“It was the hardest thing I’ve ever done. It was hot, sweaty, memorizing so many lines and having to deliver them on film, because it wasn’t shot digitally and film is expensive,” Rex says. “I don’t think I’d be able to handle that 10 or five years ago. I would’ve had a meltdown. But I was able to be calm and collective in the face of the storm, all this chaos around me. You can thrive in chaos. And this movie transfers that energy across.”

If Red Rocket is energizing chaos, then Mikey is its central charge. A conniving and delusional anti-hero whose scheme involves seducing 17-year-old doughnut clerk Strawberry (Suzanna Son) to join him in the adult-film industry, the character is atrocious and reprehensible, yet at the same time demanding the screen’s full attention. But when asked whether he was concerned that Mikey’s toxicity might bleed into his own head space, Rex doesn’t even feign preciousness.

“It doesn’t, because I’m just pretending, man. I’m not a method actor who is staying in character. I respect those types of actors, but I didn’t have time to do any deep character study. I used my imagination and went with my instinct,” he says. “It really is sometimes better than overthinking.”

Since Red Rocket premiered at the Cannes Film Festival this past summer, the film has proven slightly divisive. Some critics appear unsure whether Baker is mocking, identifying or brushing aside certain political themes – the film takes place in 2016, with Donald Trump’s actual and metaphorical voice echoing in half the scenes – and then there’s the age gap between Mikey and his teenage prey.

“There’s this new mentality that certain things shouldn’t even be tackled, and I don’t understand that. We learn more from anti-heroes than heroes,” Baker says. “We learn more from exploring the moral grey.”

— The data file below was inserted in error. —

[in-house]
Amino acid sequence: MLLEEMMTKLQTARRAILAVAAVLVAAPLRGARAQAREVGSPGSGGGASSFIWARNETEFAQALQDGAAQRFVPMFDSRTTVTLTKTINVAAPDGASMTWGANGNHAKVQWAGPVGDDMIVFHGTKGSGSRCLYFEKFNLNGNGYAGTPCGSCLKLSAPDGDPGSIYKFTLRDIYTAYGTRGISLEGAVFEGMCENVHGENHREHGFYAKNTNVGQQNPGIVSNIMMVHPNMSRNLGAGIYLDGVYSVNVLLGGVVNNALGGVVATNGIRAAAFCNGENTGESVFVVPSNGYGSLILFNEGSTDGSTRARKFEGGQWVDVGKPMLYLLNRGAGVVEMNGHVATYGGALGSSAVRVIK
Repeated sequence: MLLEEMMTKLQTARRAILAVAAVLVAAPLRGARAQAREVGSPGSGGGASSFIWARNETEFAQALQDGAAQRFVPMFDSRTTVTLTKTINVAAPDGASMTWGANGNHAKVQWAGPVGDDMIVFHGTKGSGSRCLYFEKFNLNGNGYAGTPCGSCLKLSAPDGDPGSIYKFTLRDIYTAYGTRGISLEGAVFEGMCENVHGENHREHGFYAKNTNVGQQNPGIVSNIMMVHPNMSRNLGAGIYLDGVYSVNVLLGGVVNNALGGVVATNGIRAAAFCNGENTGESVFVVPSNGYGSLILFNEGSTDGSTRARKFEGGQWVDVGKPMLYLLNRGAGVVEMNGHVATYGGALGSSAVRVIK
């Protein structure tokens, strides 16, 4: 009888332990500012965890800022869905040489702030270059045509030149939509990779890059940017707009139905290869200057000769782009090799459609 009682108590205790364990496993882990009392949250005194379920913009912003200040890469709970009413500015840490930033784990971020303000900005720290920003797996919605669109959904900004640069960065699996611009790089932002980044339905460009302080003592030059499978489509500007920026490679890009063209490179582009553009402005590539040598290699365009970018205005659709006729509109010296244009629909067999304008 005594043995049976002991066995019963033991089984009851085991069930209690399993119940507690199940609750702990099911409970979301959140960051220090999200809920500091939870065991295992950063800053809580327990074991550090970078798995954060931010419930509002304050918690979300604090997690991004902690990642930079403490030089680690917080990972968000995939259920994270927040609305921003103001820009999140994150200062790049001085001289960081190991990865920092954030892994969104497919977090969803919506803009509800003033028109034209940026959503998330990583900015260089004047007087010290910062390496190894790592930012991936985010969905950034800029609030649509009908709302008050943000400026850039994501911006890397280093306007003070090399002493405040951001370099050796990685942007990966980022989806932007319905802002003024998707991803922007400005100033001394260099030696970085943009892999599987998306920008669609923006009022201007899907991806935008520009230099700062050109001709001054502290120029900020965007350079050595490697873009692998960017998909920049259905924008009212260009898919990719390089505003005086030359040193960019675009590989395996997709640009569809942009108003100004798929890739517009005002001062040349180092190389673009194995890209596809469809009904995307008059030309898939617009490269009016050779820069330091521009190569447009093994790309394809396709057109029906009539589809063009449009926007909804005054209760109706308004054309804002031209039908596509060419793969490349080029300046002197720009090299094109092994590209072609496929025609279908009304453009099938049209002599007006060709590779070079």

Rex agrees – “The movie has political undertones that could be perceived in different ways, and Mikey’s [affair with Strawberry] will piss people off, but you can’t make everyone happy” – though the only reception he truly cares about is the one from people in a position to get him more work. People who, just a few months ago, would have forgotten he had ever existed.

“Joaquin Phoenix came up to me last night at the Gotham Awards and whispered in my ear, ‘I hear you gave the best performance of the year, you’re killing it,’ and then walked away. Everyone at my table was like, what the hell? The same thing happened with Leonardo DiCaprio – I saw him on Halloween in L.A., he rolled up to me and said the exact same thing,” Rex says. “When I have the two best actors giving me love? That’s cool. Way better than a good review from someone I don’t know.” He pauses for a second. “I don’t mean that in a bad way.”

No offence taken. Although maybe a little bit of Mikey has seeped into Rex. Both men, after all, are just hustling for one more chance.

“I just hope the right people see this, and that I get more opportunities,” he continues. “Fame, attention, awards, they’re all great. But I want this to get me more work.”